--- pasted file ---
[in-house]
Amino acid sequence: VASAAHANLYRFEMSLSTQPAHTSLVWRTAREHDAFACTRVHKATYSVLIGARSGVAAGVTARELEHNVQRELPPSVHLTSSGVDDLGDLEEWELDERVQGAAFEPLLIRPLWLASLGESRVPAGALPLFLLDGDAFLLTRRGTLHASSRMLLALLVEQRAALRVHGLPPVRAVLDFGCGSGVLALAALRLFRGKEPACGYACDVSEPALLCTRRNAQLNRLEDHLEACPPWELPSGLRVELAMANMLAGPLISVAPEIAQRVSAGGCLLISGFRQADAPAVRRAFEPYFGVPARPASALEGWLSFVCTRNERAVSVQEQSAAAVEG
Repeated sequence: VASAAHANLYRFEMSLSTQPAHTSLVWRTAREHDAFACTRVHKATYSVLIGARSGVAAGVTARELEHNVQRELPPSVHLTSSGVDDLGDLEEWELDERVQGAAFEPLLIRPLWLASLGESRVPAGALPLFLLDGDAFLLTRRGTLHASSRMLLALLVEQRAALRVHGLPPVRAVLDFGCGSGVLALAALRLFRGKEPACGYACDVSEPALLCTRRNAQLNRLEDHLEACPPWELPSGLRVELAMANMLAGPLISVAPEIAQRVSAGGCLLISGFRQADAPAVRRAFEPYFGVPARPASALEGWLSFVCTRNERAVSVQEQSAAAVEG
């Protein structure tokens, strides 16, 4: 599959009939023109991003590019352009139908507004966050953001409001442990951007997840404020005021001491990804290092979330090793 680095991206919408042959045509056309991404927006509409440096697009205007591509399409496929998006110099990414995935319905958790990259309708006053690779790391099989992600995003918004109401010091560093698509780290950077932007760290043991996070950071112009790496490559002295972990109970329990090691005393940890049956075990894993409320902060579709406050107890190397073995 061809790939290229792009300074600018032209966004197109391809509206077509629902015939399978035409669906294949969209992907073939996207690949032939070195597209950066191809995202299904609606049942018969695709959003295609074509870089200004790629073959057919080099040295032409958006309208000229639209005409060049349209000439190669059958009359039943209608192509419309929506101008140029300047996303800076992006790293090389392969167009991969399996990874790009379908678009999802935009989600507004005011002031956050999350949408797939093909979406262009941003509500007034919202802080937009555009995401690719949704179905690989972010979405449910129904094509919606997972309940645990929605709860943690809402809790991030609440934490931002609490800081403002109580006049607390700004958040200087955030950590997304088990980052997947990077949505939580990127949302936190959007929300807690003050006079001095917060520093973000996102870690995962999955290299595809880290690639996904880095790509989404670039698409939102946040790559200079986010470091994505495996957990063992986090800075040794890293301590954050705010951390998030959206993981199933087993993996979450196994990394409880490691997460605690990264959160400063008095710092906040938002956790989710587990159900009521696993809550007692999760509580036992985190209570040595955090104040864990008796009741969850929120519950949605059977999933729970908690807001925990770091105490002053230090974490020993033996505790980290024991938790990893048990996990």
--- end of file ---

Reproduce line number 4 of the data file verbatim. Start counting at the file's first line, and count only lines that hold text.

């Protein structure tokens, strides 16, 4: 599959009939023109991003590019352009139908507004966050953001409001442990951007997840404020005021001491990804290092979330090793 680095991206919408042959045509056309991404927006509409440096697009205007591509399409496929998006110099990414995935319905958790990259309708006053690779790391099989992600995003918004109401010091560093698509780290950077932007760290043991996070950071112009790496490559002295972990109970329990090691005393940890049956075990894993409320902060579709406050107890190397073995 061809790939290229792009300074600018032209966004197109391809509206077509629902015939399978035409669906294949969209992907073939996207690949032939070195597209950066191809995202299904609606049942018969695709959003295609074509870089200004790629073959057919080099040295032409958006309208000229639209005409060049349209000439190669059958009359039943209608192509419309929506101008140029300047996303800076992006790293090389392969167009991969399996990874790009379908678009999802935009989600507004005011002031956050999350949408797939093909979406262009941003509500007034919202802080937009555009995401690719949704179905690989972010979405449910129904094509919606997972309940645990929605709860943690809402809790991030609440934490931002609490800081403002109580006049607390700004958040200087955030950590997304088990980052997947990077949505939580990127949302936190959007929300807690003050006079001095917060520093973000996102870690995962999955290299595809880290690639996904880095790509989404670039698409939102946040790559200079986010470091994505495996957990063992986090800075040794890293301590954050705010951390998030959206993981199933087993993996979450196994990394409880490691997460605690990264959160400063008095710092906040938002956790989710587990159900009521696993809550007692999760509580036992985190209570040595955090104040864990008796009741969850929120519950949605059977999933729970908690807001925990770091105490002053230090974490020993033996505790980290024991938790990893048990996990």